Objective: This cohort study examined the effects of occupational exposure to toner, a particulate material with widespread use in today's society, on mortality. Methods: The study included 33,671 employees of a xerographic company employed between 1960 and 1982 as manufacturing workers or customer service engineers. Vital status was tracked through 1999. Standardized mortality ratios (SMRs) were calculated using the US population for comparison. Results: All-cause SMRs for toner-exposed populations were 0.65 and 0.84 for White men and women, respectively, and 0.37 and 0.74 for non-White men and women, respectively. SMRs for all cancers, lung cancer, respiratory disease, and cardiovascular disease in toner-exposed men were lower than 1.0. Conclusions: Results are consistent with general mortality patterns among healthy working populations. There was no evidence that toner exposure increases the risk of all-cause mortality or cause-specific mortality for the 23 categories of death analyzed.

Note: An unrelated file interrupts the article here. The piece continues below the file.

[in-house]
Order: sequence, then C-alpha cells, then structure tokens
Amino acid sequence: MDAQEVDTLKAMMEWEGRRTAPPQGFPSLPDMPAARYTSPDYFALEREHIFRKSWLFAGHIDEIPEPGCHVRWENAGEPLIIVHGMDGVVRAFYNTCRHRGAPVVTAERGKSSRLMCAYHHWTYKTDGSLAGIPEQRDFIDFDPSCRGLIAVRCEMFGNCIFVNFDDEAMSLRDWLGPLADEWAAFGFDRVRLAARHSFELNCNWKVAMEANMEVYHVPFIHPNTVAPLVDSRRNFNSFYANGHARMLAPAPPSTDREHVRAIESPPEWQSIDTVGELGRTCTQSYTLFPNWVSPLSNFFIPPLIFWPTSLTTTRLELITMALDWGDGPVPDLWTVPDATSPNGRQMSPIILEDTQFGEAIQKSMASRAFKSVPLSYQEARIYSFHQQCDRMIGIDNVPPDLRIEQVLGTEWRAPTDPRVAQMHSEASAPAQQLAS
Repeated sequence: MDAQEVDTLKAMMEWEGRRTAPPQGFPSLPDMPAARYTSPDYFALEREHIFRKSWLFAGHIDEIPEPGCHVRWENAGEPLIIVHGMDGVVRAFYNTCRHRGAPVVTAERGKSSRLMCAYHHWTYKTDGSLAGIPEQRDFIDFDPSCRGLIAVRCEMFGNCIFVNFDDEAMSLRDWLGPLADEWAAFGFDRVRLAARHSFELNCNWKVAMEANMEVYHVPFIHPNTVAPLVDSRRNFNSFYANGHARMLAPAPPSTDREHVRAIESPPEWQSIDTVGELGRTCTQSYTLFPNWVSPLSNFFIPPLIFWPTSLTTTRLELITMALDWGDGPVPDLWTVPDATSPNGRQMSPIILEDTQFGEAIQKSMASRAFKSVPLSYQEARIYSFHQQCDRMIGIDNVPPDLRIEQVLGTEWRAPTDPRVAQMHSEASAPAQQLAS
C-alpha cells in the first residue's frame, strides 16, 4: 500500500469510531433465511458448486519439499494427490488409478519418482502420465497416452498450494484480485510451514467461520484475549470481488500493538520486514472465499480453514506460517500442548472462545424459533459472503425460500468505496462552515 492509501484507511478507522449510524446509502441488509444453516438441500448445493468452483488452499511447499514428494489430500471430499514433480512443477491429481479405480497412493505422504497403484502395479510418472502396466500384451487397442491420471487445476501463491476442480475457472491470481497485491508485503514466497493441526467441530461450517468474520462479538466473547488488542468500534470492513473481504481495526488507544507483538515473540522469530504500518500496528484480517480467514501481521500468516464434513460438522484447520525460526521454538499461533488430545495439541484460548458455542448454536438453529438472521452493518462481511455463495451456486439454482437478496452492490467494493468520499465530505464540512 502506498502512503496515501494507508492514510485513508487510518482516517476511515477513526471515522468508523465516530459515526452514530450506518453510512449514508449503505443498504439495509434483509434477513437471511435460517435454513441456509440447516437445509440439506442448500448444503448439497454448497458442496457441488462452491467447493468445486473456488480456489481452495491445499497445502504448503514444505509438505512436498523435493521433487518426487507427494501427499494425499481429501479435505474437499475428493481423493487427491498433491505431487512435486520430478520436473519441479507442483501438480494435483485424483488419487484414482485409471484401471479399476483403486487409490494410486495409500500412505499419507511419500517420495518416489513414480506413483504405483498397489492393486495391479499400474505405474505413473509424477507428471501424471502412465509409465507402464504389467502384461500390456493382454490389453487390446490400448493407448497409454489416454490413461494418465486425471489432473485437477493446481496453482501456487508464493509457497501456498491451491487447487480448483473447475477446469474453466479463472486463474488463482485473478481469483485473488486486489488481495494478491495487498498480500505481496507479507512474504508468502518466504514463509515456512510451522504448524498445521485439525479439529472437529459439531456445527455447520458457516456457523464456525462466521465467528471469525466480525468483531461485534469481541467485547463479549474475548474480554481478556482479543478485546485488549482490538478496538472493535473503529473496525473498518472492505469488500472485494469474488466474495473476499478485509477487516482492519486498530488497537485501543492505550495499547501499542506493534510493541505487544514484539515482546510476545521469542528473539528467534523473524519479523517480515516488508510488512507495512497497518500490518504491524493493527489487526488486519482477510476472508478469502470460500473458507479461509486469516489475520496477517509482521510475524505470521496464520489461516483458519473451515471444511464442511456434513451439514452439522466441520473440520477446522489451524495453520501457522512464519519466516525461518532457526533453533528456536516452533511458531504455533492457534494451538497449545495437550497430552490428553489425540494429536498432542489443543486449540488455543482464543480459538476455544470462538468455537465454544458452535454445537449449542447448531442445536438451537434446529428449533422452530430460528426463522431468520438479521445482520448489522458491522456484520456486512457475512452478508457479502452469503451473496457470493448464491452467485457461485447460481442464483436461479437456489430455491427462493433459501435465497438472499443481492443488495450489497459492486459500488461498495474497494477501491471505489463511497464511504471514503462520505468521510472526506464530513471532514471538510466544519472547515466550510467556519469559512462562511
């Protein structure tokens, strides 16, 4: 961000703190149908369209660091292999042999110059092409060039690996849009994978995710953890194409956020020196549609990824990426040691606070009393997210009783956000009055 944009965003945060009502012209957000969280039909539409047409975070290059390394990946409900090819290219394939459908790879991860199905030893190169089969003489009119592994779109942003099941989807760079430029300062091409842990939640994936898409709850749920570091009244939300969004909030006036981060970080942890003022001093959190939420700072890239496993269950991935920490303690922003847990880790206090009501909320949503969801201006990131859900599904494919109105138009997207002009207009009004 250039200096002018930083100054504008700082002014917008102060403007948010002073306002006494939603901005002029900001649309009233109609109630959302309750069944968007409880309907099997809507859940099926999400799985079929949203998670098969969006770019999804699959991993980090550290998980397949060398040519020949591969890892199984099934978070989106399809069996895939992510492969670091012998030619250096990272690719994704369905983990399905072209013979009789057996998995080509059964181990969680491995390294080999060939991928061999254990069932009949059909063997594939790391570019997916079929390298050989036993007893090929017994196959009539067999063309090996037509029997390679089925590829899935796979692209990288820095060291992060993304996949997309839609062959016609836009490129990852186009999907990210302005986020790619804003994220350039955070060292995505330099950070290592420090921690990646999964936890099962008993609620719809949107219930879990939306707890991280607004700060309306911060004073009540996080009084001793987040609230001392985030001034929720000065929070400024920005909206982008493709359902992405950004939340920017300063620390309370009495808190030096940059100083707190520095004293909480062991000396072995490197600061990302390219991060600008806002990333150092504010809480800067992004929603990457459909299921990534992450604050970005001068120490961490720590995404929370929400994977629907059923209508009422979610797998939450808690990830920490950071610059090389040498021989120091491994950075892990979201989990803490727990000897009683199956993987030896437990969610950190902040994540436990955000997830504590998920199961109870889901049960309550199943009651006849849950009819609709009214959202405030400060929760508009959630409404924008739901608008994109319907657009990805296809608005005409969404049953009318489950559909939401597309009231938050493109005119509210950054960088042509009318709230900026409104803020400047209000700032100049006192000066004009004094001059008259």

|Original language||English (US)|
|Number of pages||7|
|Journal||Journal of occupational and environmental medicine|
|State||Published - Oct 2010|
ASJC Scopus subject areas
- Public Health, Environmental and Occupational Health